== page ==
What about self-acceptance? Asymmetry.

What are the most common words I hear when clients cross the door of my Portrait Studio?
I am unphotogenic, I don’t like myself in photos, I hate photos.

I meet on my way very interesting people, original, unique, extremely attractive, ambitious and doing great things in their professionals, but unfortunately often perceiving themselves very critically.
There are no unphotogenic people in my opinion! The perception of self, is always done through a set of filters: cultural, imposed by religion, related to upbringing or even mood. We rarely have the opportunity to see ourselves as others see us, our perception is distorted.

What if we considered that what makes us stand out is precisely what constitutes our originality and is not a flaw? This is how I look at the people I photograph. I see facial asymmetry, unusual proportions, strong accents as an interesting feature.
Let’s look at facial asymmetry. One eyebrow rises higher, the ears are at different heights and one stands out a little more, the corner of the mouth drops slightly, the nose hole is more drawn than the other. Who have I described? Myself. But just as well you. Or you.
Asymmetry is natural and normal! It is where emotions, experiences, experiences are located, where our lives are recorded. It makes the face real and – paradoxically – harmonious.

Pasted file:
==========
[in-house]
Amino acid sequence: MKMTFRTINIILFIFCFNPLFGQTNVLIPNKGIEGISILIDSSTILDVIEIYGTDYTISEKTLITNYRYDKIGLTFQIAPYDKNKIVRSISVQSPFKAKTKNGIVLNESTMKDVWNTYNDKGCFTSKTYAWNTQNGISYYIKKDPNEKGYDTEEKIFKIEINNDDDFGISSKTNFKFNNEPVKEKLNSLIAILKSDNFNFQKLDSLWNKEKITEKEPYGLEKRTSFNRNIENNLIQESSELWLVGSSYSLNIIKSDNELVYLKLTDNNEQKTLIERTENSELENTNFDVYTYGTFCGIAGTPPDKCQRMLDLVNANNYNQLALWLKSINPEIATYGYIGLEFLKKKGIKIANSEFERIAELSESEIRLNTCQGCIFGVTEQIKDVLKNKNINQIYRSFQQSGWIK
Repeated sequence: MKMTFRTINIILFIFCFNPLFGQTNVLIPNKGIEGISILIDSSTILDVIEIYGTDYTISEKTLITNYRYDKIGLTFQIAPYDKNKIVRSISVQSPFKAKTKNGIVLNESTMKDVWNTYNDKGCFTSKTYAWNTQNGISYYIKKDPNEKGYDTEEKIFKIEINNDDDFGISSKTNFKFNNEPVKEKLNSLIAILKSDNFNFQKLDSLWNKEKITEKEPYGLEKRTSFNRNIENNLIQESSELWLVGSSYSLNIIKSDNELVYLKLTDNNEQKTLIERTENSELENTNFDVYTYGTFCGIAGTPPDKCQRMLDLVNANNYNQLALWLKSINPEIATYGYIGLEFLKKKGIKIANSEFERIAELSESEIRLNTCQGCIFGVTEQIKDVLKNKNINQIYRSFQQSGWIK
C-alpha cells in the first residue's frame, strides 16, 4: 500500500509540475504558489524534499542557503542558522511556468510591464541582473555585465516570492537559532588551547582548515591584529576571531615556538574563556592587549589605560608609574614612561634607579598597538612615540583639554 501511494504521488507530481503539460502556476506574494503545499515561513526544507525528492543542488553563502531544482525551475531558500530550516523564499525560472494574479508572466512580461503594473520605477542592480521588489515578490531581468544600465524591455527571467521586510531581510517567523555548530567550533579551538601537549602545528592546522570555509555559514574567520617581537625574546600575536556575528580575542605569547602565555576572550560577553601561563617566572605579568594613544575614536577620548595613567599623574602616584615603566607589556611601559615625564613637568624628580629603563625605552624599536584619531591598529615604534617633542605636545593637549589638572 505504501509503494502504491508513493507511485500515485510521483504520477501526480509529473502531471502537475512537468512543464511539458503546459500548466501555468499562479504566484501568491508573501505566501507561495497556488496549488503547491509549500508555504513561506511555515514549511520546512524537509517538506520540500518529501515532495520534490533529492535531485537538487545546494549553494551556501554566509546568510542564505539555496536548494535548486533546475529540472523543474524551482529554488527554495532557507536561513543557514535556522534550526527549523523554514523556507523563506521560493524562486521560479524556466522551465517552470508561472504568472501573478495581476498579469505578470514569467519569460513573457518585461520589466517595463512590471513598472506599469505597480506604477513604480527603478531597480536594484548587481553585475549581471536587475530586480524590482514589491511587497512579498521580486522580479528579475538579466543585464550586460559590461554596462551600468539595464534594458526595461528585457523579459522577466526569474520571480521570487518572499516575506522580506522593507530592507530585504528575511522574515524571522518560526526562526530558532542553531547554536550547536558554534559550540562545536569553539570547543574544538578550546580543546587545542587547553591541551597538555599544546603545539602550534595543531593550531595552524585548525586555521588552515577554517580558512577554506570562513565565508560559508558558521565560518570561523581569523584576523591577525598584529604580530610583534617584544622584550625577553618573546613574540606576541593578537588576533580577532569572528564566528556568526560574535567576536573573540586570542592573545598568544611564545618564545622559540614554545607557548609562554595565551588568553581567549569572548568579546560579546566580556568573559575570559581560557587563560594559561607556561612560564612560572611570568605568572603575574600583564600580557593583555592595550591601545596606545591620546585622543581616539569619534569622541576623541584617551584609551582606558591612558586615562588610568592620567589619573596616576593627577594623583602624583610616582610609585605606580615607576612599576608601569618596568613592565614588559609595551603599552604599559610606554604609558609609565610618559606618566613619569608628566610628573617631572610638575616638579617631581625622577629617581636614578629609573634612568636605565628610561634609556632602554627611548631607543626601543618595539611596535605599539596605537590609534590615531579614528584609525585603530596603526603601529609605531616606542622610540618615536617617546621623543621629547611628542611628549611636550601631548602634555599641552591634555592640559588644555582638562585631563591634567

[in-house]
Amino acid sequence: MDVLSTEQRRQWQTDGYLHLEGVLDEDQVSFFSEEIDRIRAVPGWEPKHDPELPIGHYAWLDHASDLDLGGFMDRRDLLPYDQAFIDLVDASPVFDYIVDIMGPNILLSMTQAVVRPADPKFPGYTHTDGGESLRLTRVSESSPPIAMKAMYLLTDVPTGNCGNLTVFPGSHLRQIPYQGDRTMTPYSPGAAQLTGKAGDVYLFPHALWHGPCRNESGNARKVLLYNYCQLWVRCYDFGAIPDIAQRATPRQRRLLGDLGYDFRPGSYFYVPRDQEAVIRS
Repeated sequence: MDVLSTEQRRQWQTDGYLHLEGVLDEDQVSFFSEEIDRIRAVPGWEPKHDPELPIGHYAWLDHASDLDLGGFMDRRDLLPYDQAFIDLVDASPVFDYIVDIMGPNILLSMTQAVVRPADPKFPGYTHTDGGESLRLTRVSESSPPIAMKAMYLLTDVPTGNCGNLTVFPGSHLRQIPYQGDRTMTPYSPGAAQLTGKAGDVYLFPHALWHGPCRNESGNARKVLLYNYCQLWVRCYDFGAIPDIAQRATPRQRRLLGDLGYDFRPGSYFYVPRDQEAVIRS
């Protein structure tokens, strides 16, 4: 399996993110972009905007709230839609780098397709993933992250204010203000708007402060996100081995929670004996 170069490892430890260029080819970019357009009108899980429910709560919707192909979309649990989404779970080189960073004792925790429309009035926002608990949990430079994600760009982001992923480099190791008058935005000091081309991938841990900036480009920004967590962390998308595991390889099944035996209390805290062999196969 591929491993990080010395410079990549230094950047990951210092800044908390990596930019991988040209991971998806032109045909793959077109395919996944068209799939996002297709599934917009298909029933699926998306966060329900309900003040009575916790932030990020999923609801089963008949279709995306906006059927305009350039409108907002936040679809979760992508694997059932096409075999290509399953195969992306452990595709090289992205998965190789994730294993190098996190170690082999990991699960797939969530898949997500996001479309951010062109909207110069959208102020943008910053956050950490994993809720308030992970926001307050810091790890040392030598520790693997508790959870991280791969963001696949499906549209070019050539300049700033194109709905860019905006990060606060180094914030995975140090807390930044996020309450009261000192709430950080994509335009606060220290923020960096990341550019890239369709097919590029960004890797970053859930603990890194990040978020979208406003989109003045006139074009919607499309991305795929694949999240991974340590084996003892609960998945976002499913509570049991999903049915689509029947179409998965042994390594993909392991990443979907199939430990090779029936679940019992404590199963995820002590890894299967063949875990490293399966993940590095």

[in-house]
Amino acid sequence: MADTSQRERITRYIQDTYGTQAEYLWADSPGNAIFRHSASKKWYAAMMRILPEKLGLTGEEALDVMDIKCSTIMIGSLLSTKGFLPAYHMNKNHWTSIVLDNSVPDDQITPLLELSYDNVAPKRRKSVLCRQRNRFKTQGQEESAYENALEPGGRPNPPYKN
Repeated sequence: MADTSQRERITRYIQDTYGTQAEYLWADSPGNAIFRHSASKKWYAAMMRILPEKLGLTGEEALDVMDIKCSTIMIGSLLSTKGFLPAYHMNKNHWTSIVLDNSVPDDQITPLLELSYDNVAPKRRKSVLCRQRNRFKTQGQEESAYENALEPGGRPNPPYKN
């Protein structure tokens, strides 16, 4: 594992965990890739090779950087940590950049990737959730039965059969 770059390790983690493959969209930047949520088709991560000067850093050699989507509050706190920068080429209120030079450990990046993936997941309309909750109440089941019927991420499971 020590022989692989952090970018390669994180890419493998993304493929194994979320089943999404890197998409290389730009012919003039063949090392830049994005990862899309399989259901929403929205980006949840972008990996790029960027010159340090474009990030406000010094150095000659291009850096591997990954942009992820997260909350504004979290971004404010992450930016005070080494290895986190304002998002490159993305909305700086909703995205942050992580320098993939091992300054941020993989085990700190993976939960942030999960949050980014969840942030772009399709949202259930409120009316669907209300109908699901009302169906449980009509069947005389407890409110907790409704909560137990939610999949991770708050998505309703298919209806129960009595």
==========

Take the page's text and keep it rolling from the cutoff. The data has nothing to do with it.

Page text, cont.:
In the programme of my author’s workshops entitled. “How to look good in photos and professionally build your personal brand with an image” (you can find the description HERE), there is a section where, using my own example, I show what would happen if my face was symmetrical, made up of two left or two right halves.

These pictures are always accompanied by loud laughter, mine and the participants. The unnaturalness and artificiality in this release is surprising. This is not me… Can you see it? Clearly something is wrong.

Standing out is neither good nor bad. It is just normal. We are different from each other and I think that’s great! I love this difference and I draw a lot of inspiration from it.
My individual qualities make up my uniqueness and originality. And it’s exactly the same with you!

And that’s why I create portraits, both commercially and as part of my personal series. In Beautiful People, the minimalism of the form allows me to focus on the personality (you can find the series HERE). In One People Story I add the context of situation, place and time to the personality (you will see HERE).
Regardless of the cycle within which I create, the human being and his or her variety, is an inexhaustible source of my inspiration for action.

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